(Mr Vaz) Yes, you have put these points, Sir David, to the Foreign Secretary and to myself, and you have had the same reply, which is that it is very important that we have a just and lasting settlement, and the just and lasting settlement is based on negotiations through the proximity talks. Sir John will remember this, when he was a Minister in the last Government, it was not an issue that could be solved then, there is bi-partisan support for these proximity talks, Mr Maples will know this, when he was the Shadow Foreign Secretary.

  Chairman: Which have now broken down.

Sir David Madel

  73. They have broken down?
  (Mr Vaz) They are not progressing, and, in order to progress, and I hope that I am not saying that I am going to make a huge difference to this issue when I go over next week but I will be doing my bit.

  74. But the object of talks is to reach an objective, and what I hope the proximity talks are trying to reach is the objective of the withdrawal of the Turkish army from Northern Cyprus, which it should not be in. Does the Government want that to happen?
  (Mr Vaz) Of course, the Government wants the situation of a bi-communal system.

  75. A bi-zonal state?
  (Mr Vaz) Yes; and we will do our best to achieve that, that is why we have got Sir David Hannay as our special representative, and we want to make sure that that happens. But I do not want to do anything, and I do not think any of us should do anything, to make the chance of success more difficult, by dramatic statements, which will not be achievable.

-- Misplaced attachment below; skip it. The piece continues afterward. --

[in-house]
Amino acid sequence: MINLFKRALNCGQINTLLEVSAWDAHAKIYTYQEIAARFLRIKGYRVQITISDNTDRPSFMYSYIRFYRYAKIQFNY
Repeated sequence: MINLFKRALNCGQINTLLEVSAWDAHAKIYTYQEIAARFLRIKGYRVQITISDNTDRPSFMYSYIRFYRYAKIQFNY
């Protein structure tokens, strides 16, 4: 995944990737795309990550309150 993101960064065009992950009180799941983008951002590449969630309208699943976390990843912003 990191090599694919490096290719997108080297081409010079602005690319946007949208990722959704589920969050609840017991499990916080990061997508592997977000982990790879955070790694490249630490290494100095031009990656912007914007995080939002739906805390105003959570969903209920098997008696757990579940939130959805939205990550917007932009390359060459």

76. Presumably, you will see Mr Denktash next week?
  (Mr Vaz) I will.

  77. Will you suggest to Mr Denktash that if the negotiations in Cyprus make real progress towards joining the EU, that he, Mr Denktash, allows a plebiscite in Northern Cyprus to see whether the citizens there wish to join the European Union; with one proviso, no voting by the Turkish army on that referendum?
  (Mr Vaz) I will discuss various matters with him, and—

  78. Including that?
  (Mr Vaz) Well, if you wish me to ask him that,—

  79. Yes, I do?
  (Mr Vaz) I will certainly pass that on to him. But there will be a number of issues that we want to discuss; we want to make progress on this. Sir David, you know, you have been in the House a long time, that these issues cannot be solved overnight; but we want a solution that is going to last, that is going to be in the interests of the people of Cyprus, that is what we want. And I will certainly pass that on.

  Sir David Madel: Thank you.